In this Faith in the Election (FITE) series of short posts I'm continuing to highlight faith issues and how they might contribute to how Christians decide to vote in the forthcoming election. Let's talk briefly about marriage, because there seems to be a clear dividing line between the parties here. David Cameron's Tories want to introduce some kind of tax break for married couples. Labour and the Lib Dems, on the other hand, are completely opposed to such a concept. This said, government minister Ed Balls, after years of opposing recognising marriage in the tax system suddenly seemed much more in favour of marriage recently. Positioning for the election (or possibly to be next leader of the Labour Party)? Or Damascene conversion? Whatever Balls' inconsistency on this issue, Labour certainly hasn't been inconsistent, with marriage firmly downplayed as an institution over the past thirteen years.
So for many people of faith Cameron's desire to recognise marriage in the tax system will be applauded. Except his own Shadow Business Secretary Ken Clarke is not convinced of the value of a marriage tax break. Indeed, wasn't it Ken Clarke who abolished the married couples tax allowance when he was Chancellor? Cameron, for his part, wobbled earlier this year concerning the costing of his proposed marriage tax break. Elsewhere, Nick Clegg doesn't have much of a track record on supporting marriage, as Archbishop Cranmer wittily points out here (Warning for LibDem readers: His Grace has little time for the third party).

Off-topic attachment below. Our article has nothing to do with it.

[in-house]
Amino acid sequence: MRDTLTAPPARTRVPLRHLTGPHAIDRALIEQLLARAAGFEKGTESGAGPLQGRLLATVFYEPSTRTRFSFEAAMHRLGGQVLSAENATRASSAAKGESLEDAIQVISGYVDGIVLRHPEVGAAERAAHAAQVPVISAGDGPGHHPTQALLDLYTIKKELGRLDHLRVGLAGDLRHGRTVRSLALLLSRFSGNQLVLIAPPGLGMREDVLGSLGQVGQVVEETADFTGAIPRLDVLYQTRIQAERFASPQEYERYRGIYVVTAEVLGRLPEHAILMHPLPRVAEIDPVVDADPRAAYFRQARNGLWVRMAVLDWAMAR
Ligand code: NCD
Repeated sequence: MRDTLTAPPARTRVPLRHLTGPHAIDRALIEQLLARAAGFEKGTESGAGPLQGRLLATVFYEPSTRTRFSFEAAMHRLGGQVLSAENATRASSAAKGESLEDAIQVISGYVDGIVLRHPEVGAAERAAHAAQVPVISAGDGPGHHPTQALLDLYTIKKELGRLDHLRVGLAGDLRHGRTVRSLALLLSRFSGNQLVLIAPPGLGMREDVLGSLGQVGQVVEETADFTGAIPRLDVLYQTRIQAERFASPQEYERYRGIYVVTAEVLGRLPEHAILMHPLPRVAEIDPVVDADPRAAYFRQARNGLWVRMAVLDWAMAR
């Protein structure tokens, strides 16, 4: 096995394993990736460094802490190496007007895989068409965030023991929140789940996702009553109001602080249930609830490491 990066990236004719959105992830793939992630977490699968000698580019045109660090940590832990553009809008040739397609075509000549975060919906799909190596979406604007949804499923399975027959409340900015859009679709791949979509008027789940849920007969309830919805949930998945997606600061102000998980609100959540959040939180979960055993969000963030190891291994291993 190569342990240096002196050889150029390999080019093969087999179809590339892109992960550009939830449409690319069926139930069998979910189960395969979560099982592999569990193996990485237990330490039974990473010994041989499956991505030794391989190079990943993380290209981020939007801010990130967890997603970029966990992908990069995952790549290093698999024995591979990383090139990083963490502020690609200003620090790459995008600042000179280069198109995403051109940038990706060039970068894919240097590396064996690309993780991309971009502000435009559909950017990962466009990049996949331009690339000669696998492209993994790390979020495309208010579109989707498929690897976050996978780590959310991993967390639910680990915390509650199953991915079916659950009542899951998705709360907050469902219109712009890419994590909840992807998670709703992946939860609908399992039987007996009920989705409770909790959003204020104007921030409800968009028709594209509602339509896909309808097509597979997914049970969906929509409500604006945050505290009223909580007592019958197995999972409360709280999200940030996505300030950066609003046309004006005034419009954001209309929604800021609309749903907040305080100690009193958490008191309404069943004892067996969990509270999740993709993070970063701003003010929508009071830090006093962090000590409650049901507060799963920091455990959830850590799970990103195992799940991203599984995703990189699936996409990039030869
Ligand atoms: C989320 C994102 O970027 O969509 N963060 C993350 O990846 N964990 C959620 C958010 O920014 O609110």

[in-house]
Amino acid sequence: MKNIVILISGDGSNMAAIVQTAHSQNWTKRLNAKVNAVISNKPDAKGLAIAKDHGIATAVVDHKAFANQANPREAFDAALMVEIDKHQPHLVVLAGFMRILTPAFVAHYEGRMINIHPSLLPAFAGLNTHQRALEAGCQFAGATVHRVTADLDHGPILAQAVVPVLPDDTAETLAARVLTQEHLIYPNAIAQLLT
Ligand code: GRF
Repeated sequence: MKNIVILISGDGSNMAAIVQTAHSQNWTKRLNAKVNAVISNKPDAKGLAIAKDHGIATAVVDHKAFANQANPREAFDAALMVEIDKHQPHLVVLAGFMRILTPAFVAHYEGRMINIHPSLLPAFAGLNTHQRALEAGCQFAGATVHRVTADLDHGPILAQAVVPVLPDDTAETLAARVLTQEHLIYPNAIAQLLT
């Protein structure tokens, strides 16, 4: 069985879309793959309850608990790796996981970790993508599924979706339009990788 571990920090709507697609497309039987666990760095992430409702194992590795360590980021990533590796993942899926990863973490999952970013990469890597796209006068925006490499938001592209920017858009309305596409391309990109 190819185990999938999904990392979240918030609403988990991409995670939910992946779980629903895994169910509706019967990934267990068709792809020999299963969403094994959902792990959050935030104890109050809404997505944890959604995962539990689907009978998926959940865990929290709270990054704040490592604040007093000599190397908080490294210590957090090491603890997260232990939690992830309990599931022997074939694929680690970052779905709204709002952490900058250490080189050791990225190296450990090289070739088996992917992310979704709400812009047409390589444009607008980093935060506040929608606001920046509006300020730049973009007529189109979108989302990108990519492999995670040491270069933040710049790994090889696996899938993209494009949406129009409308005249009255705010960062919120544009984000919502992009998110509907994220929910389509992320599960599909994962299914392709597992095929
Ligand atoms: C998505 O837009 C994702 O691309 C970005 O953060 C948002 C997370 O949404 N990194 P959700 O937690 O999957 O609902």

So we have the luxury of an issue in which we can differentiate between the main parties/leaders on marriage. Despite Ed Ball's Damascene conversion to the benefits of marriage, Labour has downplayed marriage's societal role throughout its tenure, focusing instead on equality and also recognising alternative relationships and family units. For Nick Clegg marriage is simply a piece of paper and no more special than any other union. Meanwhile, David Cameron is quite adamant he wants to promote marriage and aspires to recognise it in the tax system, though several of his team are not convinced and the national debt means anything the Tories introduce would be modest to begin with. You decide which of these might be most conducive to those voting from a faith worldview.
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